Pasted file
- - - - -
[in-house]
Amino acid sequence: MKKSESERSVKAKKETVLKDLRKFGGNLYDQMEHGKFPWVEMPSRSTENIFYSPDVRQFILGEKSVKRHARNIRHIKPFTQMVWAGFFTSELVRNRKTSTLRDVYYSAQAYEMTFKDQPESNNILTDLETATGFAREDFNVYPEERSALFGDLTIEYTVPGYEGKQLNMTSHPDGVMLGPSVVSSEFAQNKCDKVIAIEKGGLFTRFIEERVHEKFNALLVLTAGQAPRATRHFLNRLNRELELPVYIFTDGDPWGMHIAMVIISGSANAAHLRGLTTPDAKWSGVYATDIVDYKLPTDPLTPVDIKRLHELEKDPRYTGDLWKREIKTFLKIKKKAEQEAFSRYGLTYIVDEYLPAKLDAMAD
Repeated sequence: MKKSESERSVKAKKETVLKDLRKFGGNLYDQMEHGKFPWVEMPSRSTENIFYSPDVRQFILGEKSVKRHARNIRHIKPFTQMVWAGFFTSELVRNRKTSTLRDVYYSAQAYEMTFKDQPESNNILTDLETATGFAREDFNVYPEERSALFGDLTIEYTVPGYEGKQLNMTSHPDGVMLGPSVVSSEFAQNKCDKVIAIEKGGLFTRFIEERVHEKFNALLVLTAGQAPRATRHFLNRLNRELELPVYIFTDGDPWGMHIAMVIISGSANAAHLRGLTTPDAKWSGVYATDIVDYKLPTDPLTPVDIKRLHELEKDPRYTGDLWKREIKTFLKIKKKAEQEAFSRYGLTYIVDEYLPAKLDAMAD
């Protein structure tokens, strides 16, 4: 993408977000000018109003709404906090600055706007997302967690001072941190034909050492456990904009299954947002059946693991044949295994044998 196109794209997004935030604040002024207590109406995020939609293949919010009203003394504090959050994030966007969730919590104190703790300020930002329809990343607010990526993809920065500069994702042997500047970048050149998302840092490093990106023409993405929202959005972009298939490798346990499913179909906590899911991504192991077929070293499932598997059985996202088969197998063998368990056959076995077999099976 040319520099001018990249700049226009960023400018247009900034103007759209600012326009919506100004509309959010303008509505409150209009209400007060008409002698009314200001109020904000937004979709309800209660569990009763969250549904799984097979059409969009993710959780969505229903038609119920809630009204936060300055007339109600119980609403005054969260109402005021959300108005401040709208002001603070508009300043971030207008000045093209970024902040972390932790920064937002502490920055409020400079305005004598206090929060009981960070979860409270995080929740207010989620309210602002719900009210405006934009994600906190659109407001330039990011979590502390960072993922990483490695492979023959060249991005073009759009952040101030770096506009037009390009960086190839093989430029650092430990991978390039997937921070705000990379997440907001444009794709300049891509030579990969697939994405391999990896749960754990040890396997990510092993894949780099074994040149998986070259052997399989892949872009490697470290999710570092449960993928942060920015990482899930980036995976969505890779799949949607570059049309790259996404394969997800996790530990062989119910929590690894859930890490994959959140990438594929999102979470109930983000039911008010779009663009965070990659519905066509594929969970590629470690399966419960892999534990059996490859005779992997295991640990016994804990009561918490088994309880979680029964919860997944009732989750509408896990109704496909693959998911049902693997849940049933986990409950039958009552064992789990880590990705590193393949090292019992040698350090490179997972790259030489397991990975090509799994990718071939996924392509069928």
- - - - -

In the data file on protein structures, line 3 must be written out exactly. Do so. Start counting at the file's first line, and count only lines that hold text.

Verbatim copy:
Repeated sequence: MKKSESERSVKAKKETVLKDLRKFGGNLYDQMEHGKFPWVEMPSRSTENIFYSPDVRQFILGEKSVKRHARNIRHIKPFTQMVWAGFFTSELVRNRKTSTLRDVYYSAQAYEMTFKDQPESNNILTDLETATGFAREDFNVYPEERSALFGDLTIEYTVPGYEGKQLNMTSHPDGVMLGPSVVSSEFAQNKCDKVIAIEKGGLFTRFIEERVHEKFNALLVLTAGQAPRATRHFLNRLNRELELPVYIFTDGDPWGMHIAMVIISGSANAAHLRGLTTPDAKWSGVYATDIVDYKLPTDPLTPVDIKRLHELEKDPRYTGDLWKREIKTFLKIKKKAEQEAFSRYGLTYIVDEYLPAKLDAMAD